According to the manager, the monthly rent for one-bedroom apartments at Stardust, near Carver Road and Briggsmore Avenue, was increased because the previous rates of $950 were far below the market. In July, the average monthly rent for apartments in Modesto was $1,223.

Anavel Hernandez said the increases occurred when she took over as manager last year. She said the complex, which was bordered by empty parking spaces during the daytime hours last week, is 98 percent full. A large percentage of tenants are commuters, including traveler nurses, bank employees, even real estate brokers.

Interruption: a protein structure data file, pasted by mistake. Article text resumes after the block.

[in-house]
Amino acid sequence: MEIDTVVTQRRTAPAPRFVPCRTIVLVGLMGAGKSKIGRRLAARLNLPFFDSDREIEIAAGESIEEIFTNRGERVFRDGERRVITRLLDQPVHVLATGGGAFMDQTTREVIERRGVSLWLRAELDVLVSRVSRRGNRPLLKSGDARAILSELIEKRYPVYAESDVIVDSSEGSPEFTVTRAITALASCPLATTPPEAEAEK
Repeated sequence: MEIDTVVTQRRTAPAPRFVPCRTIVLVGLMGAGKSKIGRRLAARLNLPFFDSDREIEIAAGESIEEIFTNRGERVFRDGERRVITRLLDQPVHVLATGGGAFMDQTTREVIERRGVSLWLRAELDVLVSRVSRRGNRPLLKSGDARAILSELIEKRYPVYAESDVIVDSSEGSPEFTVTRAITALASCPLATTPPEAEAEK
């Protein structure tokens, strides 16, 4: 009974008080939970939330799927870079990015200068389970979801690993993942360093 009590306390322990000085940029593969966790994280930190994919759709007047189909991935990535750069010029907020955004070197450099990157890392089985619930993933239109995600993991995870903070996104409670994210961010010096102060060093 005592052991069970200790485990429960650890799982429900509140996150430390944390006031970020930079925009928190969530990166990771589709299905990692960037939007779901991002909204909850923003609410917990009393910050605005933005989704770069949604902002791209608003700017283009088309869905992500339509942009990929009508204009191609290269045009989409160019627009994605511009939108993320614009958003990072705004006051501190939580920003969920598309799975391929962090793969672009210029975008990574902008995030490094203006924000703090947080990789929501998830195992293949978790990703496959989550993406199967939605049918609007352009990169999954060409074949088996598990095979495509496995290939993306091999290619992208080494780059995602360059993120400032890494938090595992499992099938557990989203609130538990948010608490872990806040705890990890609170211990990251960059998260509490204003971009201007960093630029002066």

“The property was way under market,” Hernandez said, adding that the rental increases help pay for costly maintenance of landscaping and other features.

Gilbert said, by miracle, her personal housing crisis was resolved when a neighbor spotted an online listing for a room in a mobile home costing $350 a month. Gilbert, who was born in 1945 and remembers firsthand the 1960s “American Graffiti” cruise scene in Modesto, said a room renting for $350 a month is almost impossible to find today.

“If not for that room, I would be going to the Gospel Mission on Oct. 1,” Gilbert said.

She said she gave away most of her furniture because she can’t take it with her to the mobile home.

The Stanislaus County senior information line is 209-558-8698 or 800-510-2020.